When government shut down internet on January 13, the eve of the presidential and parliamentary elections, the reasoning was to prevent its misuse that might bring about chaos and disorder.
Government said it switched off the internet to prevent some people, especially in the opposition, from causing insecurity in the country. It insists that some of them are harbouring these ideas and have openly made the threats. That shutdown was lifted January 18 and according to various reports, the economy is estimated to have lost about Shs 700 billion in those six days.
However, social media has remained cut off and this continues to affect several businesses that rely on it to survive. According to the Uganda Communications Commission, there are about 21 million mobile phones connected to the internet and of these, 10 to 14 million access social media via mobile broadband (internet on a mobile phone).
Since then, there has been social media access with most Ugandans able to access it using the Virtual Private Networks (VPNs), a kind of connection that establishes a secure connection between you and the internet, disguising your address or location.
This makes it hard for regulators to track the user, who, at this time is able to manoeuvre around regulation. Last week, government warned that using VPNs is illegal and there could be a crackdown on those using them.
Unfortunately, more people had embraced the calls by the government to adopt digital systems and methods to do businesses since the Covid-19 pandemic had disrupted the movement of persons, while close contact had also become more dangerous.
Whereas many people have by-passed this social media shutdown by using VPN, it is estimated that more than 70 per cent of the users are still in the blackout and this has severely hampered services that depend on it. These are mainly fintechs and service providers which use WhatsApp, Facebook, Instagram, Twitter to connect different people or clients. Even NGOs and government agencies that use these platforms are crying foul.
"Our programmes to empower youth from poverty to prosperity have been greatly disrupted but the continued shutdown," said a Gender ministry commissioner who prefers anonymity because she is a government official.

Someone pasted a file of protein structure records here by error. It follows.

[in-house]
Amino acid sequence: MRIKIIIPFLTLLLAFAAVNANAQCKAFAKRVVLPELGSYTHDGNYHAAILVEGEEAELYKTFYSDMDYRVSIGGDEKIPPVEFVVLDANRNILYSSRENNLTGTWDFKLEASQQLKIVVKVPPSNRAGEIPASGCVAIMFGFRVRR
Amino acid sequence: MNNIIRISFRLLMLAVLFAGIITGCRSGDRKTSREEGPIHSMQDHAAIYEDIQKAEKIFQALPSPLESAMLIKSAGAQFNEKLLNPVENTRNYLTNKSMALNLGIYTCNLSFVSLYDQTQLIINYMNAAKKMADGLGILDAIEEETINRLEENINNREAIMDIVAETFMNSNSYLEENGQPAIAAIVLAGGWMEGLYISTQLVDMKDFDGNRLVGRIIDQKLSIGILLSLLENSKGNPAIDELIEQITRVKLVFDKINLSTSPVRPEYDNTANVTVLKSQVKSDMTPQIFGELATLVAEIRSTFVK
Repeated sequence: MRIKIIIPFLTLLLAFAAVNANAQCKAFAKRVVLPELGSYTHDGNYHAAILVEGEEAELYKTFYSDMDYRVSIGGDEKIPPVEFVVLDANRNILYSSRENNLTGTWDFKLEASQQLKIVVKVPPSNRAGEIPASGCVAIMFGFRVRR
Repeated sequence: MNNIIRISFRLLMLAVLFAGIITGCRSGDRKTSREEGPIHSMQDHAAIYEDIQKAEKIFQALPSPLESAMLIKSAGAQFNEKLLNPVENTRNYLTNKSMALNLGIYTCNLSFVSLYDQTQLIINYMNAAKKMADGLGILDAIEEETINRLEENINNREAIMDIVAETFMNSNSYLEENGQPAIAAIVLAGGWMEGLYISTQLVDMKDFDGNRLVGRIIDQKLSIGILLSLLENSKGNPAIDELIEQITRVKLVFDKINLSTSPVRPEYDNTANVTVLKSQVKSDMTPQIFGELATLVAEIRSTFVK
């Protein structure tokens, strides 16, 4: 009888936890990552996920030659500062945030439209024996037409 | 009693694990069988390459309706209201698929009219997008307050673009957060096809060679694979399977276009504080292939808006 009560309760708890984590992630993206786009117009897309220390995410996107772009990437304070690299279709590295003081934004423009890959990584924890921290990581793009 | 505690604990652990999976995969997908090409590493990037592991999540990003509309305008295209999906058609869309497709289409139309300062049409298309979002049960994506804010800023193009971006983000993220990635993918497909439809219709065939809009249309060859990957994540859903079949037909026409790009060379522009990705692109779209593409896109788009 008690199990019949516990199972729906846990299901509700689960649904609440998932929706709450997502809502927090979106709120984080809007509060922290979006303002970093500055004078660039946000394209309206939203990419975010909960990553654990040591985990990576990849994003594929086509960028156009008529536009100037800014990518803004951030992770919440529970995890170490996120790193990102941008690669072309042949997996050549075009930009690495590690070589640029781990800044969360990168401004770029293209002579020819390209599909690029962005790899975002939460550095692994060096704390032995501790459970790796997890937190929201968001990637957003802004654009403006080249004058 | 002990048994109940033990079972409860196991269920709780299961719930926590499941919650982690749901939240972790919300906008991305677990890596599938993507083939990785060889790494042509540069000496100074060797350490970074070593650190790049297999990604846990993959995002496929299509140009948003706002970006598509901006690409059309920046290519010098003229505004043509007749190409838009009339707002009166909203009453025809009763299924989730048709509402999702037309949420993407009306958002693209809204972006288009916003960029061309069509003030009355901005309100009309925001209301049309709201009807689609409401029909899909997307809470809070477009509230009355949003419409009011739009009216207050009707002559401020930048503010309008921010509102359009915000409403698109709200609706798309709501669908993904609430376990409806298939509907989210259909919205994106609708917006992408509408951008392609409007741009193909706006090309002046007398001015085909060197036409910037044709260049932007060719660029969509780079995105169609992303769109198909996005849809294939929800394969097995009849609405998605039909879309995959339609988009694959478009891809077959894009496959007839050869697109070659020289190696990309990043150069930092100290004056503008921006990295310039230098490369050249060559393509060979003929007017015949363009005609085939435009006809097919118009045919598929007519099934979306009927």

"Social media has proven to be the most effective way of communicating with the youth, who are the most vulnerable. So, we hope government lifts the ban as soon as possible."
One affected NGO is healthcare provider, Spectrum Uganda, whose services have come to a halt due to the shutdown.
"We do a lot of services using social media to offer counselling and testing for HIV/Aids, referrals to healthcare centres and safe male circumcision but the shutdown has broken the connection," said a Spectrum Uganda official who preferred anonymity.
A top telecom official who also doesn't want to be named said the industry is losing billions of shillings daily.
"People buy data mostly to visit social media sites and from the time of closure, we are losing about Shs 15bn on a daily basis," he said.
Meanwhile, Hassan Male Mabirizi has petitioned the court to compel telecoms to refund money for unused data, but IT experts think the government could have avoided such developments by seeking advice from professionals.
According to Mabirizi, millions of internet users had spent billions of shillings to buy data bundles from telecom companies when the government directed them to shut down the internet, leaving the country in a total blackout.
Apart from the individuals who use the internet to chat on social media with friends and relatives, the platforms have increasingly become an important part of businesses both small and big.
Mabirizi wants the companies to refund the month he and other subscribers gave to the companies between January 13 and 18.
Many had also paid Uganda Revenue Authority, the Over the Top Tax (OTT), sure of accessing the platforms throughout. These included thousands of Ugandans who are using social media platforms mainly Facebook and WhatsApp to market their businesses, locally and internationally.